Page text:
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Footbridge in Kew Gardens, London

Shimmering Play of Light: A curved Footbridge is the new Gem in the Royal Botanic Gardens.

The Royal Botanic Gardens in Kew in southwest London are the home of the largest collection of plant species in the world. The gardens, which have been listed as a UNESCO World Heritage Site since 2003, are the oldest of their kind. The fame of the park is also based on the greenhouses that were erected in Victorian times. These have now been complemented by a further structure: The Sackler Crossing spans the larger of the two artificial lakes in the western part of the gardens. From a distance, it is scarcely visible, for the 25 mm slender bronze balustrade posts ensure a sense of transparency; and with their shimmering play of colours, they are also perfectly integrated into the surroundings. Viewed from the shore of the lake, however, the balustrade of this sinuously curving bridge appears as a continuous, closed wall because of the visual overlapping of the bronze sections.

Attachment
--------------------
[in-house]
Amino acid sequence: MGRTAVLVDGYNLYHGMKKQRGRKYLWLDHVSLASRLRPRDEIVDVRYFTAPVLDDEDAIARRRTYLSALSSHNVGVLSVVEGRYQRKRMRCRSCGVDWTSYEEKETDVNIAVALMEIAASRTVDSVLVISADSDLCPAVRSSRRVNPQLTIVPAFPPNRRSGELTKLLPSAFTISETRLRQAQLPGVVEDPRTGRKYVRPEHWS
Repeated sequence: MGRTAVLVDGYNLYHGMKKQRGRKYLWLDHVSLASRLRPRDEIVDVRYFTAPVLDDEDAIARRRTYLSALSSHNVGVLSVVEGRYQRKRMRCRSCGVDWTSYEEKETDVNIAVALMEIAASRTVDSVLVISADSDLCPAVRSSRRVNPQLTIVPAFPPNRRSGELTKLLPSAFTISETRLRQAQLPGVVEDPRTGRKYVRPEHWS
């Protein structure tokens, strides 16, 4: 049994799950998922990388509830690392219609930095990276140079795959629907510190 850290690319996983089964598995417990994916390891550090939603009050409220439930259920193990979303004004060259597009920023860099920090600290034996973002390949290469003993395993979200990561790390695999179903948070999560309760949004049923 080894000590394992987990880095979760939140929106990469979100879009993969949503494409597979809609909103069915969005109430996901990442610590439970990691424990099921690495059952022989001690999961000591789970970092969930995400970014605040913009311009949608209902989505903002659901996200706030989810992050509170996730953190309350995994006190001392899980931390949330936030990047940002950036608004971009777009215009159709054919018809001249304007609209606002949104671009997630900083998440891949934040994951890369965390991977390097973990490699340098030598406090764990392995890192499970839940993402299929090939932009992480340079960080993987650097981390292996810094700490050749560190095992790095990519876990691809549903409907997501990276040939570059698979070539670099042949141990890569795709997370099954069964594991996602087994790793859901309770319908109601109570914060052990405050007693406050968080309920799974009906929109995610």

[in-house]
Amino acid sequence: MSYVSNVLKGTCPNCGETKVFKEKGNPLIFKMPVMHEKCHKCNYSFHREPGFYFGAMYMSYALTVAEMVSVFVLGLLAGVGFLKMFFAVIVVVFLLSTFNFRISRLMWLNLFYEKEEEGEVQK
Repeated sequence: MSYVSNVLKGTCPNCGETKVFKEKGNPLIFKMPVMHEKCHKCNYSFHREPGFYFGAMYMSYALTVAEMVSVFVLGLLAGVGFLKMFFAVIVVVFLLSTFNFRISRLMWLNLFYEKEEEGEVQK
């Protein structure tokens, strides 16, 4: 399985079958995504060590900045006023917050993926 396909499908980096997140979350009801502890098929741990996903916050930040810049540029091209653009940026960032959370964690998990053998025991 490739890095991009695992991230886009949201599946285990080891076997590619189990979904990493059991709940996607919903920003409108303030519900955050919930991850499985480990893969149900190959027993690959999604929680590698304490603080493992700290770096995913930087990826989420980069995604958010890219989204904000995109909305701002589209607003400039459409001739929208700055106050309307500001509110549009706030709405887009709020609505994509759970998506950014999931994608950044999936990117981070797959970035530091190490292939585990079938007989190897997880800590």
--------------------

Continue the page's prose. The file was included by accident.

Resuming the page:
Architect:John Pawson, London

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This article is taken out of the following magazine:
DETAIL 12/2008

Urban Space and Landscape

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